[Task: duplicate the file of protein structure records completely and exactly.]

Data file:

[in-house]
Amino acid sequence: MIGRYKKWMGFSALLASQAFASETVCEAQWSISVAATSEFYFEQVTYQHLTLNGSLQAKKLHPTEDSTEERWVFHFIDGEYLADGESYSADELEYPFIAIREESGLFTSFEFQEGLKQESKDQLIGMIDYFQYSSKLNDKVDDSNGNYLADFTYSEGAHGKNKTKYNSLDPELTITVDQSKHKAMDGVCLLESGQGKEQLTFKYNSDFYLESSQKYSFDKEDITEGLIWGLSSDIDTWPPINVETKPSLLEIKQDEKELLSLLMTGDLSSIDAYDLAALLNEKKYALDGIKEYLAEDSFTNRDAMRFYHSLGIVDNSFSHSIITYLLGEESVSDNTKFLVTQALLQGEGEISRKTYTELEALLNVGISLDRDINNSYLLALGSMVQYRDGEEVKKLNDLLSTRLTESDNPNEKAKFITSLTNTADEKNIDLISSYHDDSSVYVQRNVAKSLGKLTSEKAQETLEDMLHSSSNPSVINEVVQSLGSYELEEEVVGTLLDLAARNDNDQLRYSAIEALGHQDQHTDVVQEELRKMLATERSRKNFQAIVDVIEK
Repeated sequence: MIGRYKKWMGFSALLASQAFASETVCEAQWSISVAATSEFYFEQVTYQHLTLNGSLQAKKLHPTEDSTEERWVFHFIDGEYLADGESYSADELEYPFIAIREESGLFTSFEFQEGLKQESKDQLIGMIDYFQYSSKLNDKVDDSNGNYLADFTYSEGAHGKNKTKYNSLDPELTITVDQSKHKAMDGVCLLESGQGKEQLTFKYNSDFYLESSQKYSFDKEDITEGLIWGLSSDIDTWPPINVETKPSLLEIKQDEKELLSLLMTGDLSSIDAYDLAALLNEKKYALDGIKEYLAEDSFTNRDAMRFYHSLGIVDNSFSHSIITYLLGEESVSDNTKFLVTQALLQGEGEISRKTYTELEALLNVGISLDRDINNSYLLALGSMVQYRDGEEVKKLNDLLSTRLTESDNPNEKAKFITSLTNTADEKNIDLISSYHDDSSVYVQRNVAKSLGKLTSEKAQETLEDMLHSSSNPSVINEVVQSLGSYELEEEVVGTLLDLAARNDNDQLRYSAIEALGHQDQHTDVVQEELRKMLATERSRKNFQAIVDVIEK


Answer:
[in-house]
Amino acid sequence: MIGRYKKWMGFSALLASQAFASETVCEAQWSISVAATSEFYFEQVTYQHLTLNGSLQAKKLHPTEDSTEERWVFHFIDGEYLADGESYSADELEYPFIAIREESGLFTSFEFQEGLKQESKDQLIGMIDYFQYSSKLNDKVDDSNGNYLADFTYSEGAHGKNKTKYNSLDPELTITVDQSKHKAMDGVCLLESGQGKEQLTFKYNSDFYLESSQKYSFDKEDITEGLIWGLSSDIDTWPPINVETKPSLLEIKQDEKELLSLLMTGDLSSIDAYDLAALLNEKKYALDGIKEYLAEDSFTNRDAMRFYHSLGIVDNSFSHSIITYLLGEESVSDNTKFLVTQALLQGEGEISRKTYTELEALLNVGISLDRDINNSYLLALGSMVQYRDGEEVKKLNDLLSTRLTESDNPNEKAKFITSLTNTADEKNIDLISSYHDDSSVYVQRNVAKSLGKLTSEKAQETLEDMLHSSSNPSVINEVVQSLGSYELEEEVVGTLLDLAARNDNDQLRYSAIEALGHQDQHTDVVQEELRKMLATERSRKNFQAIVDVIEK
Repeated sequence: MIGRYKKWMGFSALLASQAFASETVCEAQWSISVAATSEFYFEQVTYQHLTLNGSLQAKKLHPTEDSTEERWVFHFIDGEYLADGESYSADELEYPFIAIREESGLFTSFEFQEGLKQESKDQLIGMIDYFQYSSKLNDKVDDSNGNYLADFTYSEGAHGKNKTKYNSLDPELTITVDQSKHKAMDGVCLLESGQGKEQLTFKYNSDFYLESSQKYSFDKEDITEGLIWGLSSDIDTWPPINVETKPSLLEIKQDEKELLSLLMTGDLSSIDAYDLAALLNEKKYALDGIKEYLAEDSFTNRDAMRFYHSLGIVDNSFSHSIITYLLGEESVSDNTKFLVTQALLQGEGEISRKTYTELEALLNVGISLDRDINNSYLLALGSMVQYRDGEEVKKLNDLLSTRLTESDNPNEKAKFITSLTNTADEKNIDLISSYHDDSSVYVQRNVAKSLGKLTSEKAQETLEDMLHSSSNPSVINEVVQSLGSYELEEEVVGTLLDLAARNDNDQLRYSAIEALGHQDQHTDVVQEELRKMLATERSRKNFQAIVDVIEK